If you need tickets in advance book the overnight train through ThailandTrainTicket.com. They’ll be delivered to your hotel and be waiting for you upon your arrival.
Do I need a visa for Thailand? And how long should my passport be valid for?
Citizens of Canada, U.S., U.K, Australia, and most of Western Europe can get a 30 day visa on arrival – so you needn’t do anything in advance. Citizens of other countries will need to apply in advance for the 30 day entry visa.
If you want 60 day visa (regardless of your citizenship) you’ll need to apply in advance or get the 30 day visa (as above) and then extend it once inside the country. This can be done at immigration offices in Bangkok, Chiang Mai, Koh Samui, Krabi, and Phuket.
Pre-applied-for visa’s will (sometimes) begin on the date when your plane takes off for Thailand – so you can lose a day in the math and you’ll be left with 29 days and 28 nights from arrival.
Passports should have 6 months of validity remaining after your departure day. You will hear of exceptions to this rule, but to be safe have a full six months extra. For example, if you’re in Thailand from June 1 to June 15 you’d want your passport to be valid until at least December 15. Failure to have this cushion could result you not be allowed into the country. (Actually you probably wouldn’t even be able to board your flight that is heading to Thailand.)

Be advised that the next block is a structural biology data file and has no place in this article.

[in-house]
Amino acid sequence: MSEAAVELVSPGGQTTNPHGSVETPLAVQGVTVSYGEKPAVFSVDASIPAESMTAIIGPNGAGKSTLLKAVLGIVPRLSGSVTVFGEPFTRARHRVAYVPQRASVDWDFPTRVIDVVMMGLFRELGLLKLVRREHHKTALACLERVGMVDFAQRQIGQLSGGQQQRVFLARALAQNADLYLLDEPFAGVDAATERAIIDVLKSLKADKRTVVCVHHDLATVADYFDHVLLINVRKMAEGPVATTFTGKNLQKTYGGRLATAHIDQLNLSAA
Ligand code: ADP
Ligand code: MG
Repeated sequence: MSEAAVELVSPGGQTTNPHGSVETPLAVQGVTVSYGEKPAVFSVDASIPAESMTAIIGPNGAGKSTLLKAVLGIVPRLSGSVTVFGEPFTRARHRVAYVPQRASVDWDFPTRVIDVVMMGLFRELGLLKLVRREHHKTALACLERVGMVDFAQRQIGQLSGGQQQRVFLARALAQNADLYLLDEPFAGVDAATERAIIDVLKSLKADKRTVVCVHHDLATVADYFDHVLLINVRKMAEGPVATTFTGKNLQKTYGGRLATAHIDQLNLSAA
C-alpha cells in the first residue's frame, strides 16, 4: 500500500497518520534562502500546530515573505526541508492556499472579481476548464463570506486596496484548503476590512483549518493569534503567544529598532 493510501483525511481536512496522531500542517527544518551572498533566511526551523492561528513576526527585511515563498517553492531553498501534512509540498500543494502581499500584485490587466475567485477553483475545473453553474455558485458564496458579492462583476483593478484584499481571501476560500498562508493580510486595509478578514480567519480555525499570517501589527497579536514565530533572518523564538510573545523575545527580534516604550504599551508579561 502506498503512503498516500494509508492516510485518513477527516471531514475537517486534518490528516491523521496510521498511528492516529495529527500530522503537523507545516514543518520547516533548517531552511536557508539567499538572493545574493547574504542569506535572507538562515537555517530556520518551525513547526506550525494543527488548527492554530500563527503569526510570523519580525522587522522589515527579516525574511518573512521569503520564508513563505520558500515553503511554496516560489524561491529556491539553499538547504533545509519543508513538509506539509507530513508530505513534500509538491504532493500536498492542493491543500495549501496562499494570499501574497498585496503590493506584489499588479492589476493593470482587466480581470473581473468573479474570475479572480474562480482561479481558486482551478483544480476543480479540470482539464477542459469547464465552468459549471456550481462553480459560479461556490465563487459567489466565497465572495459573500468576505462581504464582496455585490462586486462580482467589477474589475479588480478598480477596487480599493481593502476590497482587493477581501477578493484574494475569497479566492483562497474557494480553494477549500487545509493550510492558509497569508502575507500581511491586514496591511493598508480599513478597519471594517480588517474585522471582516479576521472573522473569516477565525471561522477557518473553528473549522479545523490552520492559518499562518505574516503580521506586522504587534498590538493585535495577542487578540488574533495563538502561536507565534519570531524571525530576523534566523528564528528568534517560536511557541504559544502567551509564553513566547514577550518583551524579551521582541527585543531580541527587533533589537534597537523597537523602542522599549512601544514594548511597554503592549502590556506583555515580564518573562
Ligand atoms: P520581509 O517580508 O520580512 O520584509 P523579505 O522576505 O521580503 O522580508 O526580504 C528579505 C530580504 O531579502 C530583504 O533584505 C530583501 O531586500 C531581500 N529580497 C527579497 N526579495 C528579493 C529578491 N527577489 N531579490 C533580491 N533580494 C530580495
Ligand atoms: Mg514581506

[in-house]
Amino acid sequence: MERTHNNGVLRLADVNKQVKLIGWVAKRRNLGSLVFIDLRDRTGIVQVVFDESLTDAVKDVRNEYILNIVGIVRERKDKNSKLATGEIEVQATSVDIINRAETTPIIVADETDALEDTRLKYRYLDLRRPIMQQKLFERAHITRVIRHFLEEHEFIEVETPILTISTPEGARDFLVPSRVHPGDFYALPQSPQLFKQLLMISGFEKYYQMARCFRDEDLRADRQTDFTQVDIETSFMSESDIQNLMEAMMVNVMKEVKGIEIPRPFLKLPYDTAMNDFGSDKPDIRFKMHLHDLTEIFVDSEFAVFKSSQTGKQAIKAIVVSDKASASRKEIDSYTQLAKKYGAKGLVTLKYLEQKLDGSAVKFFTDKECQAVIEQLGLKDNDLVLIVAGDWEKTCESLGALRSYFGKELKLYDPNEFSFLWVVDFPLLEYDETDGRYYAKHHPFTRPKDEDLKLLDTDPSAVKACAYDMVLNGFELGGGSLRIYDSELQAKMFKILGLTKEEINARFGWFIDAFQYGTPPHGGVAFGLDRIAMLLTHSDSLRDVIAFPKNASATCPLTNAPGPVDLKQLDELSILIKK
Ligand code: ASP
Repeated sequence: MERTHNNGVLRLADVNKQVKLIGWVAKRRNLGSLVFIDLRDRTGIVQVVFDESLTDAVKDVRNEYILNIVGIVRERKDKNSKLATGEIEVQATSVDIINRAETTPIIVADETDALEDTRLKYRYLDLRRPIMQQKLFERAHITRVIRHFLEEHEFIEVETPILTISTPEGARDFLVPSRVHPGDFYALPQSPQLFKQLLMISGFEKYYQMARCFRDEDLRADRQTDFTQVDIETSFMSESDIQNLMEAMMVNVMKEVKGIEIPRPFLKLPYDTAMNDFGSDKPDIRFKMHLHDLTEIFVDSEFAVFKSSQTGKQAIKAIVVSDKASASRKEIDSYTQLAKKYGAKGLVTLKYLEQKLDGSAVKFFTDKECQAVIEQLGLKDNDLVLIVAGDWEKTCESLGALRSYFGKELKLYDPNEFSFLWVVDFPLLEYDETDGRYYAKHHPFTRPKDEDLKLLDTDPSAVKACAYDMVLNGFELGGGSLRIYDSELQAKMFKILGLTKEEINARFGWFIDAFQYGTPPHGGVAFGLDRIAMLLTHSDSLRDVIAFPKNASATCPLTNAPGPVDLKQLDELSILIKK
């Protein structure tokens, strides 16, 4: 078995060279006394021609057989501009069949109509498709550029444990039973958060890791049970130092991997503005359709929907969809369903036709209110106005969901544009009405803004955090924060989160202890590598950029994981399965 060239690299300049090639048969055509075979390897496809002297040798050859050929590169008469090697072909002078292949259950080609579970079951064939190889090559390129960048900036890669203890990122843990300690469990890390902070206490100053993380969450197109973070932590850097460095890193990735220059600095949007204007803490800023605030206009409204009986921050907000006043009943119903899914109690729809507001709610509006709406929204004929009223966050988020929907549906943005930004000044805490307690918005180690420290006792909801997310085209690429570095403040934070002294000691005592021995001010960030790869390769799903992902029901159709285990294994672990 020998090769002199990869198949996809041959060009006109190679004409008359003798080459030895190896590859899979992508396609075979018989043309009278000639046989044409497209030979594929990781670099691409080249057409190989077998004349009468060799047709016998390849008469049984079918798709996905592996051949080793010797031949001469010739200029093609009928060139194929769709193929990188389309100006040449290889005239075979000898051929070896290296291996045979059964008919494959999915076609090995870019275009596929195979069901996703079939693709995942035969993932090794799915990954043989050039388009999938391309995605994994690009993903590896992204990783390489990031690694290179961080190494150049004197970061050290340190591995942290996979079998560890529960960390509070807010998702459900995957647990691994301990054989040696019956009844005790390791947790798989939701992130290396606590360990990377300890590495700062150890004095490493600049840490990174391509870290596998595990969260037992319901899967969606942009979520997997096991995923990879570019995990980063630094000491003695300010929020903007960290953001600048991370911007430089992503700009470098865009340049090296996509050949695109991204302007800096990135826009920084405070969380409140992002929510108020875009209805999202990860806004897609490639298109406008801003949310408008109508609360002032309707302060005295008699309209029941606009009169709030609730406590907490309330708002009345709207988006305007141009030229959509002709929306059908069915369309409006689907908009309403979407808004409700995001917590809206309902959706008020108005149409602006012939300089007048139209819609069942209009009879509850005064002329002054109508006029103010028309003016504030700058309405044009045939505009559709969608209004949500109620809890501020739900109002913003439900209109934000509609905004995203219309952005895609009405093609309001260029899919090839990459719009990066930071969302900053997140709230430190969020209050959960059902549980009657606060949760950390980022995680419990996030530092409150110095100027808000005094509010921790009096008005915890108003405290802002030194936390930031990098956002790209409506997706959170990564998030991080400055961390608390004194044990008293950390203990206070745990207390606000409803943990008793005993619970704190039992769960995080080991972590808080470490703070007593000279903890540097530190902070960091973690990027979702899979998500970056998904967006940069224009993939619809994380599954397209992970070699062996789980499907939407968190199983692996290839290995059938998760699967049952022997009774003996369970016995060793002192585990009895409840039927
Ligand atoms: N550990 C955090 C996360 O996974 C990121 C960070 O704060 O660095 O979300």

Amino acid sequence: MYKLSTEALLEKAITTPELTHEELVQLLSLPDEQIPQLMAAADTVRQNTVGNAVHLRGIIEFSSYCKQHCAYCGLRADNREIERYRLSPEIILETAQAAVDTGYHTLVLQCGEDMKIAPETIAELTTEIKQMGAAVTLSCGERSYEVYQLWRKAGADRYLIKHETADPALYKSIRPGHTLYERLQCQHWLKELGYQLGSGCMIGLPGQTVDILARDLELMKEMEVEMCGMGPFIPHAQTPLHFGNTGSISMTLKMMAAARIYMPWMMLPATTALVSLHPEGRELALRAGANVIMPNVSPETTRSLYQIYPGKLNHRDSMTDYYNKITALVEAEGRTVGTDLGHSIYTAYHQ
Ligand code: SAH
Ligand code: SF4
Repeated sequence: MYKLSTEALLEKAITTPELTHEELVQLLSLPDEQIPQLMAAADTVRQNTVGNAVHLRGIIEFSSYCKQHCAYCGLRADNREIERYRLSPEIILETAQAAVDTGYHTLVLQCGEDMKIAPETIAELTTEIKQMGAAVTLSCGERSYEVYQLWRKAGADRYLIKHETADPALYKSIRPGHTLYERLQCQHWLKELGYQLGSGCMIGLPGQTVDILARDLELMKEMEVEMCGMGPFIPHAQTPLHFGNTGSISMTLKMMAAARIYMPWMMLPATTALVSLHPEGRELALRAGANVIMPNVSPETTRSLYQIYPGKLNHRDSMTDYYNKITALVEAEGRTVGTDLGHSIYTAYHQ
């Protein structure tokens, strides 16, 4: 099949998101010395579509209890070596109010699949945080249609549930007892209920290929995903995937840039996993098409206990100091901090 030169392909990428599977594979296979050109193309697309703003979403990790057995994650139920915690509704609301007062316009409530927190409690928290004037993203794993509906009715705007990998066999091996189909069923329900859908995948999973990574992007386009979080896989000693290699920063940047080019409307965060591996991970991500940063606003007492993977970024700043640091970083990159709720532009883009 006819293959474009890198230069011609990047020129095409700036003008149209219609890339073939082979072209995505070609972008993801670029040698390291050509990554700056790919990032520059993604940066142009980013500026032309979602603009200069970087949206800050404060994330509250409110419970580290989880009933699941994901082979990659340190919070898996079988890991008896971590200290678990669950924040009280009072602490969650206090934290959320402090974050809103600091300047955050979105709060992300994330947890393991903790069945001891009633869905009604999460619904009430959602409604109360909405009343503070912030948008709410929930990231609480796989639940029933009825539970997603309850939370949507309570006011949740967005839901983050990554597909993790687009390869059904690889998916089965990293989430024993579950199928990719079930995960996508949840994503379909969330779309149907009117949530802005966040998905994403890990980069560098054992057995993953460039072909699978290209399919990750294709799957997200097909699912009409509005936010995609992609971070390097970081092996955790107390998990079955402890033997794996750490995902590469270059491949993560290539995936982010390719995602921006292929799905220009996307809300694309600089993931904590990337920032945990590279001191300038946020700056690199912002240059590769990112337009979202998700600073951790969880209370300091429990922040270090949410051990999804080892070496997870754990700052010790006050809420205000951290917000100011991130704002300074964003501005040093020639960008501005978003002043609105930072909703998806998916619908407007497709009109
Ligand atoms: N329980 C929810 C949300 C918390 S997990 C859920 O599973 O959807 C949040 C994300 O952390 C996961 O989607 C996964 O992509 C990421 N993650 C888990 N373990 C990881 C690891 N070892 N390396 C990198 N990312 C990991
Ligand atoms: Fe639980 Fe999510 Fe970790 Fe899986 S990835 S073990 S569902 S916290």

How much does it cost to travel in Thailand?
Costs vary hugely depending on your travel style, modes of transport, hotel preferences, and how much shopping you do (and where you do it).
Regardless of your budget the more you move around the more you spend. The longer you stay in one spot the more your costs will drop. Not only do you save money on transportation but you tend to find cheaper places to eat and shop and get a better deal on hotels. You can also seek out less touristy accommodations options (e.g. an apartment that rents by the week or month) that can drastically reduce your expenses.
A bare bones budget that include low-end hotels, buses or 2nd class trains without a sleeper, and street food would be about $30/person/day.
A mid-range budget that involved over-night sleeper cabins on the train, the occasional flight, restaurants for most meals, and hotels with western-style standards and maybe a swimming pool, would be in the $80 to $100 per day.
At the top-end it’s skies the limit as Thailand is home to some of Asia’s best restaurants, best hotels, and best shopping. That said, a budget of $500 day would expose you to some of the country’s best food and hotels.
How do I visit Thailand on a budget?
3 Simple tips will save you a big chunk of money in Bangkok
- Eat where the locals eat. It’s easy to get a huge lunch or dinner for just a few dollars if you eat street food or at a small non-touristy restaurants. And the food is better too.